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SEE YOU IN COURT: ACCC accuses online travel site Trivago of misleading ads

Australia's watchdog has taken online hotel comparison site, Trivago, to Federal Court over allegations of misleading hotel pricing representations.

Australia’s watchdog has taken online hotel comparison site, Trivago, to Federal Court over allegations of misleading hotel pricing representations.

The Australian Competition & Consumer Commission (ACCC) alleges that from at least December 2013, Trivago ran TV ads presenting itself as an impartial and objective price comparison service, when its website was allegedly prioritising advertisers who were paying the highest cost per click fee to Trivago.

In an online release, the Aussie watchdog explained that the site highlights one price out of all their aggregated deals, which the ACCC believes created an impression of it being the best deal. However, apparently, in many cases, the highlighted price was not the cheapest available at that hotel.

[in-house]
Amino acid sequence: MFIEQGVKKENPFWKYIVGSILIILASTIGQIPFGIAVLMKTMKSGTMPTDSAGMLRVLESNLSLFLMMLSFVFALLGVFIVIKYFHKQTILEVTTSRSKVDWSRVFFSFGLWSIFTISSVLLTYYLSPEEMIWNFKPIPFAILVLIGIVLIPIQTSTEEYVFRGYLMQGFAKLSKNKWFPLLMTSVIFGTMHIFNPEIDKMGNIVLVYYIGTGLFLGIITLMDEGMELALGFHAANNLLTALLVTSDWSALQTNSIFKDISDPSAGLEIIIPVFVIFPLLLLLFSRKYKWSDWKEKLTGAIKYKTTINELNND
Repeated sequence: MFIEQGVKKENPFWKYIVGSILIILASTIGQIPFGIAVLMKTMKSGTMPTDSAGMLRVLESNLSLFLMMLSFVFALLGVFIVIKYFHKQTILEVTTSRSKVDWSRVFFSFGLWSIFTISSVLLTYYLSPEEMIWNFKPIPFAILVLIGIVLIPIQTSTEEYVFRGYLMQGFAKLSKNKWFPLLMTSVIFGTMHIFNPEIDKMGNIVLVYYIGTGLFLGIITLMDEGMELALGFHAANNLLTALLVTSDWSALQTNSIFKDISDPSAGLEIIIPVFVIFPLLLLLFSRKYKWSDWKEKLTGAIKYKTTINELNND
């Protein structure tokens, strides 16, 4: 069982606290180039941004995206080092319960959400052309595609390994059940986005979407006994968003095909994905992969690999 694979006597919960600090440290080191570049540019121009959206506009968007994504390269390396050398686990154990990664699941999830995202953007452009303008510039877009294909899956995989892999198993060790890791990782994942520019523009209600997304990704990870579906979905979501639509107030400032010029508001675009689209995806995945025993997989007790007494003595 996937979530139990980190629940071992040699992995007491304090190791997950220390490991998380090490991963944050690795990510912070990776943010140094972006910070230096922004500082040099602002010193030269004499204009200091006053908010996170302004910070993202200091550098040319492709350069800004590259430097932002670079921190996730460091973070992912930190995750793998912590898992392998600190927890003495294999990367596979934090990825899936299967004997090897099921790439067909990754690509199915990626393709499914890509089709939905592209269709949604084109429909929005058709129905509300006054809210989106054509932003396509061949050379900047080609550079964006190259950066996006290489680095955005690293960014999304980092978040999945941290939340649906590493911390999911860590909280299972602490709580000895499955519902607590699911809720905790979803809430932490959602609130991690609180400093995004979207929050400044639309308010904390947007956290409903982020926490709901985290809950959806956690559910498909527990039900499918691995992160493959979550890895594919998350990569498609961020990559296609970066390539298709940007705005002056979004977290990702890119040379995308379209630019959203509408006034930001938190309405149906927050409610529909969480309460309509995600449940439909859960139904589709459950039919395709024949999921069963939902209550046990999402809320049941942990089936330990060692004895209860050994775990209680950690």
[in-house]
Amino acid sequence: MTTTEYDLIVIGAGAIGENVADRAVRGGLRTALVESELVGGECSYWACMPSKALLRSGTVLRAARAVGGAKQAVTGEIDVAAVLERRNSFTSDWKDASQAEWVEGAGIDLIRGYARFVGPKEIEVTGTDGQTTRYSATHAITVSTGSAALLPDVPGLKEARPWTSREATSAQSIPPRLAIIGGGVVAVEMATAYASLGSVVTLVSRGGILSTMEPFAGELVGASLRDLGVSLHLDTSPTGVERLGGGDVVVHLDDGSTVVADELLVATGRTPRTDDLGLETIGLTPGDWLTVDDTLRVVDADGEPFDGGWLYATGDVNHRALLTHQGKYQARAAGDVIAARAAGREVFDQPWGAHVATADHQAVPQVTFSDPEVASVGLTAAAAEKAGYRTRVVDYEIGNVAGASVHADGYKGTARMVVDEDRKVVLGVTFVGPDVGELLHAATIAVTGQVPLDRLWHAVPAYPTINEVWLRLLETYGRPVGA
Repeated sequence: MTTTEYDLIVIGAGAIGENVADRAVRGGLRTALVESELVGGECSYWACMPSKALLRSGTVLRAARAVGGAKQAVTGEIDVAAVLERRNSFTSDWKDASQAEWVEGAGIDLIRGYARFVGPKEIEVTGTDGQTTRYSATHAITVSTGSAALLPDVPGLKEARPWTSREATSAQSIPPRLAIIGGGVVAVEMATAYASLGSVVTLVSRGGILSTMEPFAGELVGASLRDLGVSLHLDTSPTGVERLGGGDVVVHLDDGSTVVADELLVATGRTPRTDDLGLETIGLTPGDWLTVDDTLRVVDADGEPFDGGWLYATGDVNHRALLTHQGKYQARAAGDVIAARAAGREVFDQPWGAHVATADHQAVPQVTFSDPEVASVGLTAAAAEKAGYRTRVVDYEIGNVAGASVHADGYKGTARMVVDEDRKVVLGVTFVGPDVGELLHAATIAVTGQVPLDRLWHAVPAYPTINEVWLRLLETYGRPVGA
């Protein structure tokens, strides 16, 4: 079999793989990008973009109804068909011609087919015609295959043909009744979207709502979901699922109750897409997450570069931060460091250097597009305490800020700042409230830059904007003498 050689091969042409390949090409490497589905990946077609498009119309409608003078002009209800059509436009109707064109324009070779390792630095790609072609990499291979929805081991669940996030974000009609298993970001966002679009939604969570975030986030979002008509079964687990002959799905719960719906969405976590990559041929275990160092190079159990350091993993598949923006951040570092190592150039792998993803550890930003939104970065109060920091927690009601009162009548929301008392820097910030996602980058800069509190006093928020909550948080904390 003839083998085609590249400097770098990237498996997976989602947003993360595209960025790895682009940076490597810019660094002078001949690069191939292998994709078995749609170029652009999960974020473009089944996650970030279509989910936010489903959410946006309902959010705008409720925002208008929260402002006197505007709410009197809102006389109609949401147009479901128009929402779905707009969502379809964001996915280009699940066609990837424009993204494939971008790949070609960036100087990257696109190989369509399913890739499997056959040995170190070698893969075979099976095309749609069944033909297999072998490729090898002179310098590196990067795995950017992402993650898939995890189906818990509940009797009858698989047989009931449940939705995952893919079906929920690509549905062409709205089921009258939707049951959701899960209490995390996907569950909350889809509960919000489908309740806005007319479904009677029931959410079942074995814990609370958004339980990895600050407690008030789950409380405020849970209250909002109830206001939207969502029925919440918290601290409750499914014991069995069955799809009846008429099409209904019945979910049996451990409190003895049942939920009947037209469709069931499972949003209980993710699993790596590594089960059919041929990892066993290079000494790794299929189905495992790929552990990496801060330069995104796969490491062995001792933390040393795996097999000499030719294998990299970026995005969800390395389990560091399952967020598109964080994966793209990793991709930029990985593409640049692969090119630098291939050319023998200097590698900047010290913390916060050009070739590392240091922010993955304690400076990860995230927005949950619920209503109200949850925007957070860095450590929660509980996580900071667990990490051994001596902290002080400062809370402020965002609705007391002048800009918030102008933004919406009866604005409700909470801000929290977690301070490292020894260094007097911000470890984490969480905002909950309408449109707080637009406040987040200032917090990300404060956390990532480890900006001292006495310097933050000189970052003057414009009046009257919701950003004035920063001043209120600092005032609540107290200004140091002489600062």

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“Based on Trivago’s highlighted price display on its website, we allege that consumers may have formed the incorrect impression that Trivago’s highlighted deals were the best price they could get at a particular hotel, when that was not the case.”

Rod Sims, ACCC Chair

“Trivago based its rankings on the highest cost per click it would receive from its advertisers.”

Sims continued, saying that the ACCC alleges that the design of the website denied consumers of a genuine choice, but instead left them making “making choices based on this misleading impression created by the Trivago website”.

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The ACCC also alleges that Trivago’s online strike-through price comparisons were false or misleading because they often compared an offer for a standard room with an offer for a luxury room at the same hotel, creating a false impression of savings offered for the standard room.

“We also allege that by not making genuine room price comparisons, consumers would likely have paid more than they otherwise would have for the same hotel.”

The ACCC investigation uncovered data that shows consumers who visited Trivago’s website overwhelmingly clicked on the most prominently displayed offers for each hotel.

“We are very concerned that such platforms convey an impression that their services are designed to benefit consumers, when in fact listings are based on which supplier pays the most to the platform,” Sims added.

 

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